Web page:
The hardy perennial discussion of whether we need branches or not comes up again this week. It’s a regular debate on the blog and in the Financial Services Club, with various entries that are relevant to contribute towards the debate:
- To dump or not to dump the branch (2007)
- Branches Wanted: Dead or Alive? (2009)
- The branch-based banking model is dead, Part One (2009)
- Branch-based banking is dead, Part Two (2009)
- Bank branches are not dead (2011)
- Do banks need branches? (Financial Services Club Debate, 2012)
It is a discussion that never goes away because no-one knows the answer.
In one corner, you have the techno geeks who think everyone will do banking in an app; in the other, you have the humanitarians who believe people want to deal with people.
Somewhere in the middle is the truth, as I have discussed often (as demonstrated above).
My own view is that banking will be performed through a smaller number of super-sized branches, where service, advice and sales are the focus (not transactions, administration and cash).
We have already seen this move, and we will see more of it.
So why am I blogging about this again?
First, because I am chairing another healthy debate on the subject tomorrow at the Building Societies Association’s annual binge; and second, because I started a twitter storm when posting a note from John Ryan – an American firm who design bank branches – that showed banks see branches today as more important than ever before. This is based upon a survey of over 200 banks worldwide, which showed that two-thirds of bankers believe branches are more important today than five years ago.
The reactions were swift and dismissive:
There was more, but you get the idea. The twitter storm finished with a few insights wroth repeating:
Again, there’s more, but the whole discussion boils down to a few core essentials.
First, branch square footage versus return on investment is a key balancing act, with a definite need to decrease the transactional space and increase the sales and service space.
Second, why do we still call them bank branches? These have nothing to do with being branches on a tree anymore, but are retail outlets or bank stores, not branches.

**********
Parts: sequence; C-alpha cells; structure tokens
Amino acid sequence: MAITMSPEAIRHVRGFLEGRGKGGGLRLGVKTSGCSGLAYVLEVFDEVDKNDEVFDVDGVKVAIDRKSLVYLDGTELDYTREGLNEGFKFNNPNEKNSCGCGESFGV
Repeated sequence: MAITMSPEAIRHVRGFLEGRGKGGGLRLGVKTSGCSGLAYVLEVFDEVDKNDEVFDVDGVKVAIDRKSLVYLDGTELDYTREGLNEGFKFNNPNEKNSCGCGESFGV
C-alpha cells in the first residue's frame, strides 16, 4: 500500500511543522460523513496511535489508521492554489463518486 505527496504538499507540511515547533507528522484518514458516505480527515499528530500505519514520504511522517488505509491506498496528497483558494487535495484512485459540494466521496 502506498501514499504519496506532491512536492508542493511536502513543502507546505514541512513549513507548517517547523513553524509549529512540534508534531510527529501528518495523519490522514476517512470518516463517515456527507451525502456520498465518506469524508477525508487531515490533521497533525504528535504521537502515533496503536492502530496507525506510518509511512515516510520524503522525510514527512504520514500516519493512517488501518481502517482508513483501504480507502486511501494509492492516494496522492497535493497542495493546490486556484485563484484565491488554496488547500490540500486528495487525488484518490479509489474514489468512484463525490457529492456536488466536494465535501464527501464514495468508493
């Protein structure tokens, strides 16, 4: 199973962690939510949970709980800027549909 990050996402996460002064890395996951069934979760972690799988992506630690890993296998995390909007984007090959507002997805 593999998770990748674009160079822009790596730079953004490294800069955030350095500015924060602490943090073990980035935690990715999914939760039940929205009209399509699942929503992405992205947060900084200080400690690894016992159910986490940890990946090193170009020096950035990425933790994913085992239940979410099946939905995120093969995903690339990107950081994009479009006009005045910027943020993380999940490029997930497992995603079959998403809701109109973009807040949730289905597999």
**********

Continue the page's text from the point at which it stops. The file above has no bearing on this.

Third, these stores may not be popular in some countries, but are essential in most emerging and developing economies as a place to socialise money matters.
Even in developed economies, stores are still viewed as essential; why else would RBS have been able to get Santander’s interest in burying their stores and Co-operative in Lloyds if bank stores were redundant? OK, these deals fell through due to economic circumstances, but that had nothing to do with the store viability. If anything, these moves prove the viability of bank stores for effective financial servicing.
Fourth, it is notable that for all the dialogue about the move to digital, which has killed most physical store distribution, digitised stores are opening physical outlets. Apple was the first, but we also see PayPal moving to the physical world (in part, prompted by Square) and others. A great example is Oak Furniture Land, an eBay store that announced this week it is to open physical stores in Britain.
For me, it comes back to two key areas.
One, when the internet wave first started in the 1990s, my manager said the one thing you cannot get through the internet is fuel (oil, gas, diesel, petrol). This is still true. There is a need for physicality in some areas of life. Not everything can be digitised and, for bankers, the core here is that you cannot digitise the whole psychology of our relationship with money.
We need a place to go to engage, talk, get knowledge about and understanding of money. For those who are confident with their lives, they may never visit a branch but, for the majority of the population, they don’t understand simple math let alone debit or credits. So they need financial stores to give them that understanding (note, this is where the gullible gimp opportunity arises).
Two, being a bank isn’t cheap, and the branch is viewed as the key to gaining customers. This is demonstrated by Metro Bank, in the news last week for losing over £100 million in the three years since they opened.
This may seem shocking, but it’s not at all.
Metro Bank is sinking money into the UK to create a physical space to compete. Their strategy is clear: we will be the #1 retail financial stores in Britain by 2020, with new bank branches opening apace. 17 opened so far and a new drive-through store in Slough opened on Friday and, if you want innovation, that might be seen as innovation as Britain doesn’t have any drive-through bank stores!
So this is a big loss-making business, based upon a retail store model?
Maybe, but long-term is the focus here. Not the short-term.
If you focus long-term, take note of these numbers:
- Metro Bank, now in its third year as the new bank on Britain's high streets, almost trebled the number of current accounts it runs last year from 48,000 to 136,000.
- The amount held by savers rose by 279 per cent to £576m while loans increased fourfold to £168m.
- Dissatisfaction with established banks saw the number of current accounts rise by another 25 per cent in the last three months.
And the guys backing this business are no dummies either. They know they have to seed this funding to growth their footprint to build their banking business to make money. After all, they’ve done it before.
So, for all our debate and bluster about bank branches, I think they’re here to stay. Not in any shape or form like they were in the past, but in a new form of retailing and service.
Let’s see what this week debate says.